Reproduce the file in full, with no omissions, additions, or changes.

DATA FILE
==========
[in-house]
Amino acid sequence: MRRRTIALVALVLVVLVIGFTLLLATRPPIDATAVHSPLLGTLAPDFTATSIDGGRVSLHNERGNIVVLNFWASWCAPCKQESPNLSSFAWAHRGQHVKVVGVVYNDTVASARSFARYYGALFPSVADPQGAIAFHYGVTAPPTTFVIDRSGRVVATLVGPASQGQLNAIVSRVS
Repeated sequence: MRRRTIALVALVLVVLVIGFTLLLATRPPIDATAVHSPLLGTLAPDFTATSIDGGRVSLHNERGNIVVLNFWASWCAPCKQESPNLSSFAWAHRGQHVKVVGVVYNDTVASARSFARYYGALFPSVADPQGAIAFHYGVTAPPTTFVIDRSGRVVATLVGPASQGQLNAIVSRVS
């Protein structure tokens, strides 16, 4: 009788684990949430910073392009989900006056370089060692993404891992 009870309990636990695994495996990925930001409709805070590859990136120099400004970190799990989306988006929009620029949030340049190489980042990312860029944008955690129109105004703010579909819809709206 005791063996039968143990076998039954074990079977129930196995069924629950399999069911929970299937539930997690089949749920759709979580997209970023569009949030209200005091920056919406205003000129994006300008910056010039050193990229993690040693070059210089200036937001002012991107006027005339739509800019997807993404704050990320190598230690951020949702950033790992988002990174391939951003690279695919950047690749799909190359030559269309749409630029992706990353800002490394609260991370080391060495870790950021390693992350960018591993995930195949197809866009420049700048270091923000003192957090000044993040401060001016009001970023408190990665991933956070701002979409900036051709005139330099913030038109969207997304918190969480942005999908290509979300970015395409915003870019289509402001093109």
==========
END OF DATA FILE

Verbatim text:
[in-house]
Amino acid sequence: MRRRTIALVALVLVVLVIGFTLLLATRPPIDATAVHSPLLGTLAPDFTATSIDGGRVSLHNERGNIVVLNFWASWCAPCKQESPNLSSFAWAHRGQHVKVVGVVYNDTVASARSFARYYGALFPSVADPQGAIAFHYGVTAPPTTFVIDRSGRVVATLVGPASQGQLNAIVSRVS
Repeated sequence: MRRRTIALVALVLVVLVIGFTLLLATRPPIDATAVHSPLLGTLAPDFTATSIDGGRVSLHNERGNIVVLNFWASWCAPCKQESPNLSSFAWAHRGQHVKVVGVVYNDTVASARSFARYYGALFPSVADPQGAIAFHYGVTAPPTTFVIDRSGRVVATLVGPASQGQLNAIVSRVS
């Protein structure tokens, strides 16, 4: 009788684990949430910073392009989900006056370089060692993404891992 009870309990636990695994495996990925930001409709805070590859990136120099400004970190799990989306988006929009620029949030340049190489980042990312860029944008955690129109105004703010579909819809709206 005791063996039968143990076998039954074990079977129930196995069924629950399999069911929970299937539930997690089949749920759709979580997209970023569009949030209200005091920056919406205003000129994006300008910056010039050193990229993690040693070059210089200036937001002012991107006027005339739509800019997807993404704050990320190598230690951020949702950033790992988002990174391939951003690279695919950047690749799909190359030559269309749409630029992706990353800002490394609260991370080391060495870790950021390693992350960018591993995930195949197809866009420049700048270091923000003192957090000044993040401060001016009001970023408190990665991933956070701002979409900036051709005139330099913030038109969207997304918190969480942005999908290509979300970015395409915003870019289509402001093109």